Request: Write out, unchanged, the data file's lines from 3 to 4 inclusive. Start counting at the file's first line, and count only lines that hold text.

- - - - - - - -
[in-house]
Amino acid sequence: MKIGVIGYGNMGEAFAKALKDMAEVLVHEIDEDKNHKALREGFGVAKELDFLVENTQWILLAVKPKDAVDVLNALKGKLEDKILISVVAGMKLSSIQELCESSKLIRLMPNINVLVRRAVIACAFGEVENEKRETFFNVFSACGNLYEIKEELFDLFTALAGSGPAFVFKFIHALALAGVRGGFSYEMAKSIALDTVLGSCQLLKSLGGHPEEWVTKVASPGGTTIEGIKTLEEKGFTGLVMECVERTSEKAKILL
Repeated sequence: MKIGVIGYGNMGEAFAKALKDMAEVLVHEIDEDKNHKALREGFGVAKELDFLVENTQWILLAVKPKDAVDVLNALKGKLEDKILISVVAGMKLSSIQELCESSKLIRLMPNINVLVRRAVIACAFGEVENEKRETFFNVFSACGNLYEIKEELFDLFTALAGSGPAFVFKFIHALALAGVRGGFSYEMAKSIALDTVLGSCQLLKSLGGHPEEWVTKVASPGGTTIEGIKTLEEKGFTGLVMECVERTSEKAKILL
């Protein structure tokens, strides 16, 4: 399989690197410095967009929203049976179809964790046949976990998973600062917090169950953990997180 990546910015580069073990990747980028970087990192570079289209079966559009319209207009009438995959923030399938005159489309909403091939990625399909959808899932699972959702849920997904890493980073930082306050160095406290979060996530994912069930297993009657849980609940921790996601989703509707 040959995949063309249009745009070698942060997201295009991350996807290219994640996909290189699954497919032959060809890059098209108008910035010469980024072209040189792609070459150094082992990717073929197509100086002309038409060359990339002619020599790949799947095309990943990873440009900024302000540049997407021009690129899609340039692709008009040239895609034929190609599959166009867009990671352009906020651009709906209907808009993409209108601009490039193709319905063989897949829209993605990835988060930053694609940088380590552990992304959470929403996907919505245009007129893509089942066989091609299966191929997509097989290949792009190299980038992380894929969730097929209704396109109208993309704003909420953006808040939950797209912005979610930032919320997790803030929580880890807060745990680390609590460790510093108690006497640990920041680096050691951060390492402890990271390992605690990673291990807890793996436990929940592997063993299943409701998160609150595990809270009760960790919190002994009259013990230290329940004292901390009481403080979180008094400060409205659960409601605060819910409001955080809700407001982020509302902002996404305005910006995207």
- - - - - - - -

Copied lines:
Repeated sequence: MKIGVIGYGNMGEAFAKALKDMAEVLVHEIDEDKNHKALREGFGVAKELDFLVENTQWILLAVKPKDAVDVLNALKGKLEDKILISVVAGMKLSSIQELCESSKLIRLMPNINVLVRRAVIACAFGEVENEKRETFFNVFSACGNLYEIKEELFDLFTALAGSGPAFVFKFIHALALAGVRGGFSYEMAKSIALDTVLGSCQLLKSLGGHPEEWVTKVASPGGTTIEGIKTLEEKGFTGLVMECVERTSEKAKILL
């Protein structure tokens, strides 16, 4: 399989690197410095967009929203049976179809964790046949976990998973600062917090169950953990997180 990546910015580069073990990747980028970087990192570079289209079966559009319209207009009438995959923030399938005159489309909403091939990625399909959808899932699972959702849920997904890493980073930082306050160095406290979060996530994912069930297993009657849980609940921790996601989703509707 040959995949063309249009745009070698942060997201295009991350996807290219994640996909290189699954497919032959060809890059098209108008910035010469980024072209040189792609070459150094082992990717073929197509100086002309038409060359990339002619020599790949799947095309990943990873440009900024302000540049997407021009690129899609340039692709008009040239895609034929190609599959166009867009990671352009906020651009709906209907808009993409209108601009490039193709319905063989897949829209993605990835988060930053694609940088380590552990992304959470929403996907919505245009007129893509089942066989091609299966191929997509097989290949792009190299980038992380894929969730097929209704396109109208993309704003909420953006808040939950797209912005979610930032919320997790803030929580880890807060745990680390609590460790510093108690006497640990920041680096050691951060390492402890990271390992605690990673291990807890793996436990929940592997063993299943409701998160609150595990809270009760960790919190002994009259013990230290329940004292901390009481403080979180008094400060409205659960409601605060819910409001955080809700407001982020509302902002996404305005910006995207």